It has been an interesting week.
V left for Oz on Christmas night. He had once suggested we have a baby because then I wouldn’t miss him so much when he travelled and I said: “Nice try! But I don’t think that would work.” Except it kind of is. Especially with two babies, my day is so crowded, there’s not much time to hanker after anyone and at night, when they’re in bed, I’ve been enjoying the solitude, control of the remote (particularly since I’ve figured out how to operate Apple TV), the freedom to keep reading or to head off to an obscure art exhibition and then walk through pouring rain to eat some Turkish kebab roll.
I’ve also been savouring making decisions that cannot be questioned or criticised. I’ve realised that with kids a lot of our decision-making has become joint (duh!) and this has led to frictions. As a one-person decision-maker, I can make choices more easily as I mainly have to bear the consequences. So on 26th morning, I decided we’d all go to the zoo and we did and it was awesome. On Sunday, I decided we’d go to Sai Kung and it was not so awesome as it was freezing and Sai Kung is on the sea-face and Benji quite possibly got a cold as a result but I am not beating myself too much about it.
I’ve also realised that the mommy guilt is here to stay, and maybe that’s a good thing. Guilt keeps us good, I have to learn to heed its call, turn it around in my head to see if it’s justified and then act or ignore it accordingly. But this is also why it’s easier for me to work outside the home. Every time I leave the babies to do my own thing, I have an alarm bell in my head that goes “selfish mother”. I suspect that if I was at home full-time, I’d be dealing with this every waking minute. Then again, maybe I feel more guilty about leaving the kids to do anything for myself because I am not around them all the time, and nowadays both of them clamour for me. This surprises me because I never flattered myself that my kids would pine for me just because I am their biological mother. The fact is that I am not their primary carer. But they do, and it could be because I was their primary carer when they were wee things, or it could be that I am just fun to be around. Either way, it’s very gratifying, which I know is an odd thing to think, to be honoured that my kids seem to like me, but I never take liking for granted.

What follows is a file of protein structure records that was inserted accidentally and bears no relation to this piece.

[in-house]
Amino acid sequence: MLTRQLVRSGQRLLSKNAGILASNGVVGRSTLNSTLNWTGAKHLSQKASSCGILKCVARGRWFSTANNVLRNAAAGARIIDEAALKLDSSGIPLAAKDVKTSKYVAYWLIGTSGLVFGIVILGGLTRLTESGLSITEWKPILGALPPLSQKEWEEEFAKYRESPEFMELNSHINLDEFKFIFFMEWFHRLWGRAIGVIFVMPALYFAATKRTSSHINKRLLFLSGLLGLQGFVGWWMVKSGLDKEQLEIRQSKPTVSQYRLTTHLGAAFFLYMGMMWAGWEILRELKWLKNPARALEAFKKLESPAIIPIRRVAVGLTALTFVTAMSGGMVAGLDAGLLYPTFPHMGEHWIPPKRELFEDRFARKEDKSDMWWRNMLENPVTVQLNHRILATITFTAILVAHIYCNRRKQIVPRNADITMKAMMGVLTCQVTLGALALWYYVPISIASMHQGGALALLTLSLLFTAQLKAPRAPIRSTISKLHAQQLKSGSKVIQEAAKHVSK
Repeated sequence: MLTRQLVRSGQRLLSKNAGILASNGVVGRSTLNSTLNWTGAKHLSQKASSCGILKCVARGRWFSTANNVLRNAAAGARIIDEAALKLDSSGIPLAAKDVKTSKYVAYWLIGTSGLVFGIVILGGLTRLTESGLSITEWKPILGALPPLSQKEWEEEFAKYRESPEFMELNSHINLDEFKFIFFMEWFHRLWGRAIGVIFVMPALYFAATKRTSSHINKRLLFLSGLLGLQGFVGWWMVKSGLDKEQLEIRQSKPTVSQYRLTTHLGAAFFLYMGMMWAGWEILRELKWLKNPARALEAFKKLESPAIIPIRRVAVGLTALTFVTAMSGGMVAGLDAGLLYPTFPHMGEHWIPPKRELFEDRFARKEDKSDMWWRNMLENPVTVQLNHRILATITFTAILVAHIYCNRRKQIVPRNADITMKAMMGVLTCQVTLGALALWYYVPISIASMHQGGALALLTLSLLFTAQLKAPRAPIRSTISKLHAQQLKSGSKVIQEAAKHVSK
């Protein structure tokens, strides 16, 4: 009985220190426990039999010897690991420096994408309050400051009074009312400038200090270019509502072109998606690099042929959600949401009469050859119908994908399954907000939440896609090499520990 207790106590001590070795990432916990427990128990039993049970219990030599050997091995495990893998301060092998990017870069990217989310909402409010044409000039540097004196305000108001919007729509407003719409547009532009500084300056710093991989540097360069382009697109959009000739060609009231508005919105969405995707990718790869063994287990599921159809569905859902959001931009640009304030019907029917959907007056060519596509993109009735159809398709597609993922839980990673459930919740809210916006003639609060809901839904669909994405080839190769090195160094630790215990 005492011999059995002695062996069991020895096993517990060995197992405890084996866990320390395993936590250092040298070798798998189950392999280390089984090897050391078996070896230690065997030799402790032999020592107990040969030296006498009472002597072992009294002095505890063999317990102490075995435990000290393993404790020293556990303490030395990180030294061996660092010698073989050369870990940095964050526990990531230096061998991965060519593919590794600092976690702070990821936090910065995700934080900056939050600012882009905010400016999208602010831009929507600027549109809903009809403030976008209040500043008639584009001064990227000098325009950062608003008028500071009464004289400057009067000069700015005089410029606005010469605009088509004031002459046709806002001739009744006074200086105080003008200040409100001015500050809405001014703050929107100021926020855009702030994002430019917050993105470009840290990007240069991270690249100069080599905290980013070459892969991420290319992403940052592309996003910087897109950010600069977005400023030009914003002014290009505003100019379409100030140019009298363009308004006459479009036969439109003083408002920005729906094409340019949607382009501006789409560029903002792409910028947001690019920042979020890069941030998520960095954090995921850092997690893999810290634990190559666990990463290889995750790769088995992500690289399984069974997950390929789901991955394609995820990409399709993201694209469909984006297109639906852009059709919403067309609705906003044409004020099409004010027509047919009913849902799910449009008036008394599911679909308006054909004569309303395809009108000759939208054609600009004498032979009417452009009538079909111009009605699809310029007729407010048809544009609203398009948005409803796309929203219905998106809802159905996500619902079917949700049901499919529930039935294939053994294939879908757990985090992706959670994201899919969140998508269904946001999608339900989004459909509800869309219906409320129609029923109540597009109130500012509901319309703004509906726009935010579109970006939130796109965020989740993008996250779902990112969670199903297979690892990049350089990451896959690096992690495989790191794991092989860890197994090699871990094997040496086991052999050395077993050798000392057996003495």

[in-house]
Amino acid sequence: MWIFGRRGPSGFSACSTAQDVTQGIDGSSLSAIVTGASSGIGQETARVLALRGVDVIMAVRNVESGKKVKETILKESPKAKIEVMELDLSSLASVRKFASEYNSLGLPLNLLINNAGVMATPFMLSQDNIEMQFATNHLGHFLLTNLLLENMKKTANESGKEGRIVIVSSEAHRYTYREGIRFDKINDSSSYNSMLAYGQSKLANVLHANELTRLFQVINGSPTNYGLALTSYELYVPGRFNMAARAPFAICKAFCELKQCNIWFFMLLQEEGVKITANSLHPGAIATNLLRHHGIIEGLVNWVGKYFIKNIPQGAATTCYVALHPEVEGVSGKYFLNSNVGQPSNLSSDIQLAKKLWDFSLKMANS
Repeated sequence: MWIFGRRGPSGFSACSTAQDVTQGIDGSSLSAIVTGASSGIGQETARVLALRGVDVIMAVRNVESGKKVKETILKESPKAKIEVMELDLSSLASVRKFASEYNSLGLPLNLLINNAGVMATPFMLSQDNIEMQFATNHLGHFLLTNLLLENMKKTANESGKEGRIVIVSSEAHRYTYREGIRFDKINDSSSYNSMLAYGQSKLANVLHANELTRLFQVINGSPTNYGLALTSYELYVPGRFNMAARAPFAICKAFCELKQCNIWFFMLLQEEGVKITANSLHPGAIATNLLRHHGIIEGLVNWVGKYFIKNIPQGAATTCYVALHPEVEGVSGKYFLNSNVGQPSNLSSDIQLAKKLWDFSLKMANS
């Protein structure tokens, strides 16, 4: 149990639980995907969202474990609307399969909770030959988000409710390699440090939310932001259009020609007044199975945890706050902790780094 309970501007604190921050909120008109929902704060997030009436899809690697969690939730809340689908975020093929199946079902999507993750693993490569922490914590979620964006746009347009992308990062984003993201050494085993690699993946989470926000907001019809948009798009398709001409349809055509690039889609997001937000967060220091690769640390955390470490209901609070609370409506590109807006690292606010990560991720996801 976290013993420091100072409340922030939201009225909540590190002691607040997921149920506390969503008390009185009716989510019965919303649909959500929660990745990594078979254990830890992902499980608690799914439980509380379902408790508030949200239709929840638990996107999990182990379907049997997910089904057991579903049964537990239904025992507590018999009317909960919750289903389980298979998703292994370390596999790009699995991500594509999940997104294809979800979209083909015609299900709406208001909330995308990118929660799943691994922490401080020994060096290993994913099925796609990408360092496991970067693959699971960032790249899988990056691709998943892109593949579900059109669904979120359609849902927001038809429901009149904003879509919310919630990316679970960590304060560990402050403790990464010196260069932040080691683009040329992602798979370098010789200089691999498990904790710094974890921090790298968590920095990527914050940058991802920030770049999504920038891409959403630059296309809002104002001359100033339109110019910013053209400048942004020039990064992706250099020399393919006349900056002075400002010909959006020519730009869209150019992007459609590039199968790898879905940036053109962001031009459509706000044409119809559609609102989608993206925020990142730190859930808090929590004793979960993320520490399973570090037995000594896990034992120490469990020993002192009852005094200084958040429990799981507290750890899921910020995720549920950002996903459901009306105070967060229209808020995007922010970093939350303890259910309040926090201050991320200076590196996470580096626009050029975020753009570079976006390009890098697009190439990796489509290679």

On Sunday evening, I headed to a mall to do some shopping. To be exact, what I needed was a pack of socks. I knew exactly what I wanted and where to go. Of course, I got waylaid en route by the Sale signs. I ended up dropping quite a bit of cash in this hip, young shop buying plaid smocks. And then, heart thudding from the exertion of all that spending, I walked quickly, looking neither left or right, to the shop I had originally intended to go to, which turned out to my dismay to also have a lot of trendy plaid clothes for half the price. Of course, I didn’t buy just socks.